Transactional mail can serve a dual purpose. Not only does it send important documentation and information to your customers by nature, it can also drive home your marketing messages, introduce other products and services in your lineup, and deliver educational content to your engaged consumers. With one piece of mail that does two jobs, you could potentially enhance your brand image and build up your business.
Elevate your transactional mail. We’ll show you how.
If you’re looking to learn more about transactional mail, talk to a USPS representative.
In a competitive market like financial technology, where growing startups brush up against traditional finance companies, marketers need a way to differentiate and convert customers. One way to turn prospects into customers is through programmatic direct mail.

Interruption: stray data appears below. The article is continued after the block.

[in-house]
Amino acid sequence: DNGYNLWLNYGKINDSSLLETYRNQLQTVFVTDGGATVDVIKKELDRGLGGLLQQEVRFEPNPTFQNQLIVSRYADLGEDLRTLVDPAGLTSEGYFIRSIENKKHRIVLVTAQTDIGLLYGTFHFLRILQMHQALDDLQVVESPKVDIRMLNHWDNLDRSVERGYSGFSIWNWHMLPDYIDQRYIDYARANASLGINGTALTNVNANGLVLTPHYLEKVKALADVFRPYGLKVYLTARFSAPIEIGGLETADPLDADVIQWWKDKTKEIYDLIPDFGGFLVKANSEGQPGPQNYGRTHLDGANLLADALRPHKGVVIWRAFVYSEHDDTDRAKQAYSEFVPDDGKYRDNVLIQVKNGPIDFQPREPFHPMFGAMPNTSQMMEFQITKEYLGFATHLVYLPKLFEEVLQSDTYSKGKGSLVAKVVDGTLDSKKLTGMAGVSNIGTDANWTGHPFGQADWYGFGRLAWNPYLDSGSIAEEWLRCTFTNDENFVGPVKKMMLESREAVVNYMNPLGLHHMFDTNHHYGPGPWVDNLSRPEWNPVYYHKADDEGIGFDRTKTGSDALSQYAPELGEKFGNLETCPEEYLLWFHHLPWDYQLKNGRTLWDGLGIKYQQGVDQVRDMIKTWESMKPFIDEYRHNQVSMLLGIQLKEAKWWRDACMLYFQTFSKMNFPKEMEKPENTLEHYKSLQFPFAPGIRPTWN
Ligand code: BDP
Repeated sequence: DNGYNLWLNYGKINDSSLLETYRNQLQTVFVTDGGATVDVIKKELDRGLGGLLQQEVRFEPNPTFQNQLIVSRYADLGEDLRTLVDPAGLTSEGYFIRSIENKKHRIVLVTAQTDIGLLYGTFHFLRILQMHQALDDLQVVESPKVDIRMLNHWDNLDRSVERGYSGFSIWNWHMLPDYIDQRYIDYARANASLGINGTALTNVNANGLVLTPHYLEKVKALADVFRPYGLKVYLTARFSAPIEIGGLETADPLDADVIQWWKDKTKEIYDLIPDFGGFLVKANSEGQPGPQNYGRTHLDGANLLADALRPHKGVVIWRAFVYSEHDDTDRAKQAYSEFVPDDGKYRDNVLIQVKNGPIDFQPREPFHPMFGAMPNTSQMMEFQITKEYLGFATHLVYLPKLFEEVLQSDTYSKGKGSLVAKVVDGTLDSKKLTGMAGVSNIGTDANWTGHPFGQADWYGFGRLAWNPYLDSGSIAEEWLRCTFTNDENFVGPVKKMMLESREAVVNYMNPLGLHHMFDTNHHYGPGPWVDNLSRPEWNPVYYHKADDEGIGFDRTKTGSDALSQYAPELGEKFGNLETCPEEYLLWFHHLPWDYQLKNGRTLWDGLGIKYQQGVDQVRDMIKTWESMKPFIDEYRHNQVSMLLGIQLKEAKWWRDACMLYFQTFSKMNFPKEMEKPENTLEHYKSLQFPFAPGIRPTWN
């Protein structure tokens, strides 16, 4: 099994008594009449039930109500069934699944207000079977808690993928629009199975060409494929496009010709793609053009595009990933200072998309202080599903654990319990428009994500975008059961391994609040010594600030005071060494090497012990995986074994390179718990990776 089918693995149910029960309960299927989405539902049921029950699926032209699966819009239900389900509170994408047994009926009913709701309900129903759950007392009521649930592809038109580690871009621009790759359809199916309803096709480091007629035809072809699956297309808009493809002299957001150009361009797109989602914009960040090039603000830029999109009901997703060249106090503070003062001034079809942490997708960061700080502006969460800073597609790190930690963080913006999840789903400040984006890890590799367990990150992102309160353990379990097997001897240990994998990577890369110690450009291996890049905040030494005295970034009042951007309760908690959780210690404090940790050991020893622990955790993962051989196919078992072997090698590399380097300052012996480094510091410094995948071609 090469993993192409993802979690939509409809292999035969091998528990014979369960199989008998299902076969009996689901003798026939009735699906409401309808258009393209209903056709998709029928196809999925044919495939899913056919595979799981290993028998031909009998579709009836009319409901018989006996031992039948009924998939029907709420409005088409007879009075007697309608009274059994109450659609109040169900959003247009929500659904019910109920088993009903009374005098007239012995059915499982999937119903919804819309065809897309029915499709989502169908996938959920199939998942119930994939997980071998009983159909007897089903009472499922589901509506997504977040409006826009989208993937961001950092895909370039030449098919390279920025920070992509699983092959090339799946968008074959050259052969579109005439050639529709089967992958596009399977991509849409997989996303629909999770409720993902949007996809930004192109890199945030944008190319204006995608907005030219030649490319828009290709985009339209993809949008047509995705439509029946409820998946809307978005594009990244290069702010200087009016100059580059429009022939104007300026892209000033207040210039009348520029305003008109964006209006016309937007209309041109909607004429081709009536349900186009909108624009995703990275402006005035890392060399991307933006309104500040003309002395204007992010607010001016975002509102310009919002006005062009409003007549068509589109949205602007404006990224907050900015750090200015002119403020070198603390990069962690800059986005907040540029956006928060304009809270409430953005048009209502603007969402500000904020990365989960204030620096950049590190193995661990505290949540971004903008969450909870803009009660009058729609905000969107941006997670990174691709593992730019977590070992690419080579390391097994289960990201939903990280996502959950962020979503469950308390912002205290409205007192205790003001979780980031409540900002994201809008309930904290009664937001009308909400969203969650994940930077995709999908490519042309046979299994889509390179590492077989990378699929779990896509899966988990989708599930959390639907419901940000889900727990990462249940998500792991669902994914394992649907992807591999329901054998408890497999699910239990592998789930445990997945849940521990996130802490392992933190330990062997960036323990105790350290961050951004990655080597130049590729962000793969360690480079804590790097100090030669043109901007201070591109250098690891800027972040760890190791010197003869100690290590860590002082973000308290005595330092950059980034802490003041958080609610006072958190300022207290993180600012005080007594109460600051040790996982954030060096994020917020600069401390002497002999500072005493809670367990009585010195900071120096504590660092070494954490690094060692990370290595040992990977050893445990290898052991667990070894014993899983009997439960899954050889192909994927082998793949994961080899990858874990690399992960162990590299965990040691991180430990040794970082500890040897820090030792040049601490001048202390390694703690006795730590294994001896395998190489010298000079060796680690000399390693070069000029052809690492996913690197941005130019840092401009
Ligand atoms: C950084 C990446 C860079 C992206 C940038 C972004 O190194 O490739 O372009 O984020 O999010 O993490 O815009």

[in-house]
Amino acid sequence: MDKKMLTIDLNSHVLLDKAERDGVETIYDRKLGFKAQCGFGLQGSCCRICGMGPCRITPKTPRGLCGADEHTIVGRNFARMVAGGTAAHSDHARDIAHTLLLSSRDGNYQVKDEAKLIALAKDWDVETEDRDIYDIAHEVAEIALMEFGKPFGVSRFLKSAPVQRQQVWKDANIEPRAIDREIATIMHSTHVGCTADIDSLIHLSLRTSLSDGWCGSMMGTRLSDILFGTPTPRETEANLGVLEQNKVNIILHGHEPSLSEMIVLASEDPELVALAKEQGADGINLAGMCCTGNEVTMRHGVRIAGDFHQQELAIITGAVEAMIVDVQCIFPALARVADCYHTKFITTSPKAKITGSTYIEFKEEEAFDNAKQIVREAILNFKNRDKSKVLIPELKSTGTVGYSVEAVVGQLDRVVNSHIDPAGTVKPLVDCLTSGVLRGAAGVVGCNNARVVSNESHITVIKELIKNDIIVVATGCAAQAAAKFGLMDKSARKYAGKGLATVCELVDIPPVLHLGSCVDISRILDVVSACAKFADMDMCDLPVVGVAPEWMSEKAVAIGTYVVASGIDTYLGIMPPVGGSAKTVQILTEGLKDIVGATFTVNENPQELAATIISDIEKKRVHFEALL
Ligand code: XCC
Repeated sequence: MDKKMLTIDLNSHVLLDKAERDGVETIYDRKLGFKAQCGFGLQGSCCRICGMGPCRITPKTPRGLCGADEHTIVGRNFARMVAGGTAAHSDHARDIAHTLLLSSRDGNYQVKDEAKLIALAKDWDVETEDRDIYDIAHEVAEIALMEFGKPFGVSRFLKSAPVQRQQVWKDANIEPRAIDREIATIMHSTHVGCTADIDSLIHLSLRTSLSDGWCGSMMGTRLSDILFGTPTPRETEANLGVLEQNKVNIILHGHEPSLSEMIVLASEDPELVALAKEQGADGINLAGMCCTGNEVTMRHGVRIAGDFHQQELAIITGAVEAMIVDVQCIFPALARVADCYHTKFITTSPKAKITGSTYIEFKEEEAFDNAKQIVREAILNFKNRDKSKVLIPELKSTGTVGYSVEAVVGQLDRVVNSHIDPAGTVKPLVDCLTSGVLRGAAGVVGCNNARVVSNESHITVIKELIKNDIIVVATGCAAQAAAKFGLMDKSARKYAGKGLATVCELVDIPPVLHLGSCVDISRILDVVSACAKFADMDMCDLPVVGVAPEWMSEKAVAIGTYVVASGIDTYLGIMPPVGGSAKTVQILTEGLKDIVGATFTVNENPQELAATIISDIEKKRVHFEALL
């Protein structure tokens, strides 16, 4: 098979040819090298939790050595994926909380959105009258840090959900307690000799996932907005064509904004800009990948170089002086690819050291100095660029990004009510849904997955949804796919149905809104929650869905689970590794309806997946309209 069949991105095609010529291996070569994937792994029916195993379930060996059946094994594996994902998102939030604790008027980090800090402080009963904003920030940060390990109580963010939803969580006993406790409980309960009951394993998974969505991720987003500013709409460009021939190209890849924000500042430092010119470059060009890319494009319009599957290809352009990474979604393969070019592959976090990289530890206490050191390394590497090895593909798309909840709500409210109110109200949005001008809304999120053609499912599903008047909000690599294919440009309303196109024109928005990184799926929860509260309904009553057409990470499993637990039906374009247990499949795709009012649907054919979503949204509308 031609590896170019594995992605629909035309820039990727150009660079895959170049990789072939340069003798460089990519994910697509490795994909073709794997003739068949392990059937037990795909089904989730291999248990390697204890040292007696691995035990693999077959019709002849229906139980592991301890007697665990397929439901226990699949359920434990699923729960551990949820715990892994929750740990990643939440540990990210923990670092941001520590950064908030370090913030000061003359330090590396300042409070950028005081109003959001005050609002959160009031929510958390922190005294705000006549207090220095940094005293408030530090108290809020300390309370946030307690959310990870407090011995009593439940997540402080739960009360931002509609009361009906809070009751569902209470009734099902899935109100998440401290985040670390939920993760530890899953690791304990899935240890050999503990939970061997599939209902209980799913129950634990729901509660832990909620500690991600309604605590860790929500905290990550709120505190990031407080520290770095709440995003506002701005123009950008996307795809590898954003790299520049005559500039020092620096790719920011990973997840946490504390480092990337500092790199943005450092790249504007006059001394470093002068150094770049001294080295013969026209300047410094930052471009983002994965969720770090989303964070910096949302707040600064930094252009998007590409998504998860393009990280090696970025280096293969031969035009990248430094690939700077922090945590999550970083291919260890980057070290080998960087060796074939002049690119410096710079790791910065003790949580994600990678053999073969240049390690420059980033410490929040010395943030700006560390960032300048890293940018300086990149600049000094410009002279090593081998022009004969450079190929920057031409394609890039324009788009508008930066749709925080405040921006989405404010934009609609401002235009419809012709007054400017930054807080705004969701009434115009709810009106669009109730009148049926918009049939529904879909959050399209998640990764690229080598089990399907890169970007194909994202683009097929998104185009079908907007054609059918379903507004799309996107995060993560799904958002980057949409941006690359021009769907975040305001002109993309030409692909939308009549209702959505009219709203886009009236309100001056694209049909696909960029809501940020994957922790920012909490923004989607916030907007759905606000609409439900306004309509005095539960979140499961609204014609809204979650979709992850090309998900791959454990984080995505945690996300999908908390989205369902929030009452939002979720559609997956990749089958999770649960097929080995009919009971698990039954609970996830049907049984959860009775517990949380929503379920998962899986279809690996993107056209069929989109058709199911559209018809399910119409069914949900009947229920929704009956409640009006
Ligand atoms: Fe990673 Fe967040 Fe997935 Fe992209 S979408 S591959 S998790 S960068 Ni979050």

By observing the actions of prospects on your website or mobile app, you can trigger personalized direct mail that is sent out within 48 hours of the interaction.
Direct Mail Has a Huge Impact
Reaching people in their mailboxes can impact growth.
In fact, one financial services company found that 90% of borrowers were acquired through offline channels — the largest of which was direct mail.1
|Compared to emails and display ads, direct mail:|
|Generates 10% more customers2||10%|
|Has a 90% or higher open rate (compared to email’s 30%)3||90%|
|Drives 60% of consumers back to the website4||60%|
|Has a house-list response rate of 5.1%
(compared 0.06% click-through rate on digital ads)5
Mail is also secure. There are more than 200 federal laws enforced by the Postal Inspection Service to protect Americans from fraud.6 This assurance, as well as the less intrusive and more tactile experience of direct mail, leads 76% of consumers to trust direct mail when it comes to purchasing decisions.7
Programmatic Direct Mail Converts Prospects